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\title{MAT 301 Problem Set 5\\{\large [Posted: March 23, 2012. Due: 1pm on April 2, 2012. Worth: 100 points]}}
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\begin{document}
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%\lecture{1}{Vinod Vaikuntanathan}{September 13, 2011}{October 3, 2011}
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\medskip\noindent
{\bf Note:} I value {\em succinct} and {\em clearly written} solutions {\em without unnecessary verbiage}. Such solutions will be rewarded with bonus points.
\medskip \noindent
\begin{enumerate}
\item \textbf{Faulty Oracles (50 points)}
Let $N$ be an integer, and let $e$ be an integer that is relatively prime to $\phi(N)$.
You have access to a faulty oracle that takes as input a number $y \in \mathbb{Z}_N^*$
and return the $e^{th}$ root of $y$, i.e., a number $x$ such that
\[ y = x^e \pmod{N} \]
There is one little problem though: the oracle can give incorrect answers on as many as
half the inputs, namely on half the numbers $y \in \mathbb{Z}_N^*$, it returns an answer
$\widetilde{x}$ such that
\[ y \neq \widetilde{x}^e \pmod{N} \]
Moreoever, the oracle can be incorrect on an {\em arbitrary} set of $|\mathbb{Z}_N^*|/2$ numbers.
% have no idea which half it is correct on!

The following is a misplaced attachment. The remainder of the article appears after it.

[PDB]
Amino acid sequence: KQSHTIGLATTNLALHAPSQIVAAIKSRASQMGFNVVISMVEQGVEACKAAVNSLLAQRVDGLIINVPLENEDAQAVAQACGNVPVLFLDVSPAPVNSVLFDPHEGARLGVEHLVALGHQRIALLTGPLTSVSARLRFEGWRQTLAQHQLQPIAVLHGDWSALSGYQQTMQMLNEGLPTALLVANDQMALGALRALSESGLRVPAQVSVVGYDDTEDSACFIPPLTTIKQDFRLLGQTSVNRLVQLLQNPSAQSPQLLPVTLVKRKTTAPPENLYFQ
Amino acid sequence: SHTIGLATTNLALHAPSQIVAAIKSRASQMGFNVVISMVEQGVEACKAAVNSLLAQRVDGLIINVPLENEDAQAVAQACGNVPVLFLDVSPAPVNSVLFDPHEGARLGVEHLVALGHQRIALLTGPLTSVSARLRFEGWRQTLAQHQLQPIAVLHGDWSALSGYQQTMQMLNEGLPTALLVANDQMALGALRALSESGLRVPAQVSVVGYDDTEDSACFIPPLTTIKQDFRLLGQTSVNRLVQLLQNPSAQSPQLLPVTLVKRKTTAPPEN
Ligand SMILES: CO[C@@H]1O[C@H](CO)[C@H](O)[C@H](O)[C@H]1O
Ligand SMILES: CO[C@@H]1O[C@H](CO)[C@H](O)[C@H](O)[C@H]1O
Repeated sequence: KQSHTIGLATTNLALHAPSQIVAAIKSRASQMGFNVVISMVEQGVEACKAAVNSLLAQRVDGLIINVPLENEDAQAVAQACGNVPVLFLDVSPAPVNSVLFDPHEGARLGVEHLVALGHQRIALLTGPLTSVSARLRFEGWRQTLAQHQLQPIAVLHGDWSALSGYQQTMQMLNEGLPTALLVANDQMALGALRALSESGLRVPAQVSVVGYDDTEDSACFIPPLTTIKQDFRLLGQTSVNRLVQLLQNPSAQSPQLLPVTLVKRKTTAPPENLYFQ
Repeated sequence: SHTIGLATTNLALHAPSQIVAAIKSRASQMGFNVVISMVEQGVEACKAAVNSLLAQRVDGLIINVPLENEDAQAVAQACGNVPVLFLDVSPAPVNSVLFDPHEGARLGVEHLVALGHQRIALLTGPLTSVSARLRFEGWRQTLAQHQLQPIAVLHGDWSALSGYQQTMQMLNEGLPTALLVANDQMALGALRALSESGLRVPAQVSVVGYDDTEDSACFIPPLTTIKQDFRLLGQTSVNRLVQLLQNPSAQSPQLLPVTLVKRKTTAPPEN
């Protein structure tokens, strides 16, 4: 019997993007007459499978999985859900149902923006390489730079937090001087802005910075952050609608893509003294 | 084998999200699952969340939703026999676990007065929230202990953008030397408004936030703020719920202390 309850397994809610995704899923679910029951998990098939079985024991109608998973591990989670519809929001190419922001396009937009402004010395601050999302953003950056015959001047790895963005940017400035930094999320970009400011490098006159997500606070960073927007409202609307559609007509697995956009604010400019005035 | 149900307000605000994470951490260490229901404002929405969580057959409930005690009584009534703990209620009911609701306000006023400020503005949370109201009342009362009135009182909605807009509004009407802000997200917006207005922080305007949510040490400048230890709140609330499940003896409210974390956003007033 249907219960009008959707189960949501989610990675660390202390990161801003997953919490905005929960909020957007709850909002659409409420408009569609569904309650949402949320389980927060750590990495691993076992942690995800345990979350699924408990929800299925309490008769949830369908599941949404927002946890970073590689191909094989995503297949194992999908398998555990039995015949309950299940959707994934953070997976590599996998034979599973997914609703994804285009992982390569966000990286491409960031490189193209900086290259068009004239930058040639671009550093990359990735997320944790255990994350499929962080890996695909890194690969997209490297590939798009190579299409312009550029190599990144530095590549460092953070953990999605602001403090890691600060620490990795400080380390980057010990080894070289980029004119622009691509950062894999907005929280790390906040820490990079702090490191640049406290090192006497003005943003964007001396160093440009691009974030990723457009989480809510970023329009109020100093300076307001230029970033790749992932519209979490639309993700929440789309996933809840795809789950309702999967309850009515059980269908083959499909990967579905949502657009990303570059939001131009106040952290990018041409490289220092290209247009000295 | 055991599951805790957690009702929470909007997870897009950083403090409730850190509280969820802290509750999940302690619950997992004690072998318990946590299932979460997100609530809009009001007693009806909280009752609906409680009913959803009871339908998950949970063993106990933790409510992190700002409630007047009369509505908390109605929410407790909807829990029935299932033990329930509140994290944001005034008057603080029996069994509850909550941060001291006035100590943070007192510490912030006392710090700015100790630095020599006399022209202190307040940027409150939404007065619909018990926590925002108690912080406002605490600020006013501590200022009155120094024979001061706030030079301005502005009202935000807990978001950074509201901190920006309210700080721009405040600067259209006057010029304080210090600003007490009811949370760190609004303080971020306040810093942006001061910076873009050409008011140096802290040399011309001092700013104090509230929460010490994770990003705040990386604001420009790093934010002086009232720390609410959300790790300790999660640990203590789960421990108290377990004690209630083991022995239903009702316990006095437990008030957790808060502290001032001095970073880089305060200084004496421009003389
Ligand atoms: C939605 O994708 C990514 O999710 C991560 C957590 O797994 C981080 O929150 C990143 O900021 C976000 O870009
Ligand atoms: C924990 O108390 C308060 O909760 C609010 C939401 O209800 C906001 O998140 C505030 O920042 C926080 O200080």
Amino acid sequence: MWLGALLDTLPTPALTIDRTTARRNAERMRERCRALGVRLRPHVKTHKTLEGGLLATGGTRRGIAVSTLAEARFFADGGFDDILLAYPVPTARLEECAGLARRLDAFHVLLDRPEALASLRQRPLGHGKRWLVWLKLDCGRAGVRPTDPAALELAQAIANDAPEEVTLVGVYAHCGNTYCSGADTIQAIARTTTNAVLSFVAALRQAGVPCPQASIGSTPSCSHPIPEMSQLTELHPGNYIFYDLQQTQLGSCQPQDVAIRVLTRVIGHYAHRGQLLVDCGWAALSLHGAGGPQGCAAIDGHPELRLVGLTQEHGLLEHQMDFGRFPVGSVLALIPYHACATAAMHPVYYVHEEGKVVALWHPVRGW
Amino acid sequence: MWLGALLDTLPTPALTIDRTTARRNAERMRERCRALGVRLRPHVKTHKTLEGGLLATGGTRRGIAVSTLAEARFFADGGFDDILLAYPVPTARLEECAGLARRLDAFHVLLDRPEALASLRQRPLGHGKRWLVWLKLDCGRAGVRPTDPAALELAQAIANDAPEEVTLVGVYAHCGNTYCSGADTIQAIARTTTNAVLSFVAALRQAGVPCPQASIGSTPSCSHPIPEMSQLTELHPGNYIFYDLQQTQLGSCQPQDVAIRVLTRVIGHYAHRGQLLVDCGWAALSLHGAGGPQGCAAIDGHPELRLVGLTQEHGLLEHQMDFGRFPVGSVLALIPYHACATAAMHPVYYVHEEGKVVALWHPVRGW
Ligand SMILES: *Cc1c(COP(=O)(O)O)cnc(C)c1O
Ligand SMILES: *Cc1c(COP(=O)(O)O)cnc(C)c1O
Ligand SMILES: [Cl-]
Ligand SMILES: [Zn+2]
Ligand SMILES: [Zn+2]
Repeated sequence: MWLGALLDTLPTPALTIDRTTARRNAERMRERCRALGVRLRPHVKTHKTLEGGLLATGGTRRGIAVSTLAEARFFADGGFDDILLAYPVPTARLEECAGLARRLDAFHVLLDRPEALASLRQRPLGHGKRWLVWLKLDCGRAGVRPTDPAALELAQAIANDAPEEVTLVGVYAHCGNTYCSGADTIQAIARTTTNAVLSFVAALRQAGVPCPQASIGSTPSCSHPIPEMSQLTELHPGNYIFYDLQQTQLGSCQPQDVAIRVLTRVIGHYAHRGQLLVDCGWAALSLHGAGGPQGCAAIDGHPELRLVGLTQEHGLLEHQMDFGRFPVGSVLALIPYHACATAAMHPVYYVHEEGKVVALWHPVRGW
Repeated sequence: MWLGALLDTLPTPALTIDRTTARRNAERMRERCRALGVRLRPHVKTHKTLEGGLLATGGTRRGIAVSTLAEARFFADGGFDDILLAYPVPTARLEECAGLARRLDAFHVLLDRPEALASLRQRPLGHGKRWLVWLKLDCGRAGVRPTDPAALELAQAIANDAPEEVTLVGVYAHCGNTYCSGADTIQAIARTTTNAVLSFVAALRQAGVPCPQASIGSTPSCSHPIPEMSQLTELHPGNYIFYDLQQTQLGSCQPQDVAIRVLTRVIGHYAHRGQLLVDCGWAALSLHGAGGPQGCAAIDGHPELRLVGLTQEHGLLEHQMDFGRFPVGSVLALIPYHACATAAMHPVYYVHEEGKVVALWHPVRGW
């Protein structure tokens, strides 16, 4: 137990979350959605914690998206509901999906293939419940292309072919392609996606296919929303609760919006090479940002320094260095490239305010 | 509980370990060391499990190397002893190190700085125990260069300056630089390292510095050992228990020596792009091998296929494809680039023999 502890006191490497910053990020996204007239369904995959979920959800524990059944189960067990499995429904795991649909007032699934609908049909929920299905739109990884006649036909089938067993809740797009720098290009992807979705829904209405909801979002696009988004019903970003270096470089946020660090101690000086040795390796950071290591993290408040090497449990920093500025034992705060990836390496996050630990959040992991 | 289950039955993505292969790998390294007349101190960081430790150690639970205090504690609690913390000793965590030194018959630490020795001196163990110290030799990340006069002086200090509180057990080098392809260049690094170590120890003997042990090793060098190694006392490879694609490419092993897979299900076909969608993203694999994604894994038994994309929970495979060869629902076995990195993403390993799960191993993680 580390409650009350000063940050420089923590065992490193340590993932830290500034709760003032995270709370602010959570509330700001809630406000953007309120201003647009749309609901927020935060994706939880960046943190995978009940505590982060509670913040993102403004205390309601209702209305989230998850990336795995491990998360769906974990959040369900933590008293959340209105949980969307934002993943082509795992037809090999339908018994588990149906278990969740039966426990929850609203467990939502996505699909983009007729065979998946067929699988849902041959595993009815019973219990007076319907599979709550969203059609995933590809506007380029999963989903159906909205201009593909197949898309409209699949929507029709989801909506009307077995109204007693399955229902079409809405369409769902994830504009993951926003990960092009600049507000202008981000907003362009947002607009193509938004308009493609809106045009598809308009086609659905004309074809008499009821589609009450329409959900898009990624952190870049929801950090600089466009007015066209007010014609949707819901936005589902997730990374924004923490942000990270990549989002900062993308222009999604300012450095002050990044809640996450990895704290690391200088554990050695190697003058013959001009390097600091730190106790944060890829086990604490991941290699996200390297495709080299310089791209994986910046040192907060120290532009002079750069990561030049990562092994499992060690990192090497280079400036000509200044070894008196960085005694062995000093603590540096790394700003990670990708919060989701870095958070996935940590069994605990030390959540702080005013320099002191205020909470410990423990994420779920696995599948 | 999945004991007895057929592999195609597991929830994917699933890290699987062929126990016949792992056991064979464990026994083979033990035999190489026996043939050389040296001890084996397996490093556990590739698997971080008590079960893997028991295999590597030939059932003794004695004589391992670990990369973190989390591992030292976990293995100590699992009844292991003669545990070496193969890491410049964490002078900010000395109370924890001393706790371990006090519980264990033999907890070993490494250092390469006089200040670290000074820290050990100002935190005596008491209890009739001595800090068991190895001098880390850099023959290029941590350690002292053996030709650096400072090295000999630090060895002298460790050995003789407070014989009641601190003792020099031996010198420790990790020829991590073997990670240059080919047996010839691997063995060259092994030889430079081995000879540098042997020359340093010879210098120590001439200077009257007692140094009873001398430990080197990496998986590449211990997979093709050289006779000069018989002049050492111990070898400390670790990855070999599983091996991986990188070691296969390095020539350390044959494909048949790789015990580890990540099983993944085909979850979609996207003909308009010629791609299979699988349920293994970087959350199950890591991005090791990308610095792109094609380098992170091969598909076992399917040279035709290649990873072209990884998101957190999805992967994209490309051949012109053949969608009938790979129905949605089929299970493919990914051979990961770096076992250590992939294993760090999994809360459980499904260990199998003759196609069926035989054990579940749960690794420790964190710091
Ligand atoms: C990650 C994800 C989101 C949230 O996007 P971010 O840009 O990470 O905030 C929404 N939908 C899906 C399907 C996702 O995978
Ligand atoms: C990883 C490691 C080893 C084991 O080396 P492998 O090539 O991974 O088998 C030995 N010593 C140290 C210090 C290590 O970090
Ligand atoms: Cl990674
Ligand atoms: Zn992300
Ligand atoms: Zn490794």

Now, you are given a number $z \in \mathbb{Z}_N^*$ and you are asked to find its $e^{th}$ root
mod $N$. How will you do this efficiently using the faulty oracle? Your procedure should succeed in finding
the answer with probability at least $0.9999999999999 \approx 1 - \frac{1}{2^{25}}$.
[{\em Note: You don't have the factorization of $N$, so you can't compute $e^{th}$ roots by yourself
efficiently. In other words, you have to rely on the oracle in some way.}]
\item \textbf{Secret Sharing (50 points)}
Suppose that the teaching staff of a course consists of three professors and two TAs.
The solutions to problem sets in the course are encrypted with a key $K$ that is shared
between the five staff members. Your goal is to come up with a method of secret-sharing the
key so that
\begin{enumerate}
\item \underline{all the three professors together}, or
\item \underline{both the TAs together}, or
\item \underline{any TA together with any professor}
\end{enumerate}
should be able to access the solutions. No other combination of staff members should be able to lay their hands on
it (for example, if two professors come together, they should have no idea what the key $K$ is, and therefore, they
will not be able to decrypt and figure out the solutions).
Assume that the key is a number in $\mathbb{Z}_q$ for some prime number $q$.
I will give full points to the solution that minimizes the number of shares (numbers in $\mathbb{Z}_q$) assigned to
each staff member.
[{\em Hint: Use weights, don't be shy about assigning multiple shares to each person.}]
\end{enumerate}
\end{document}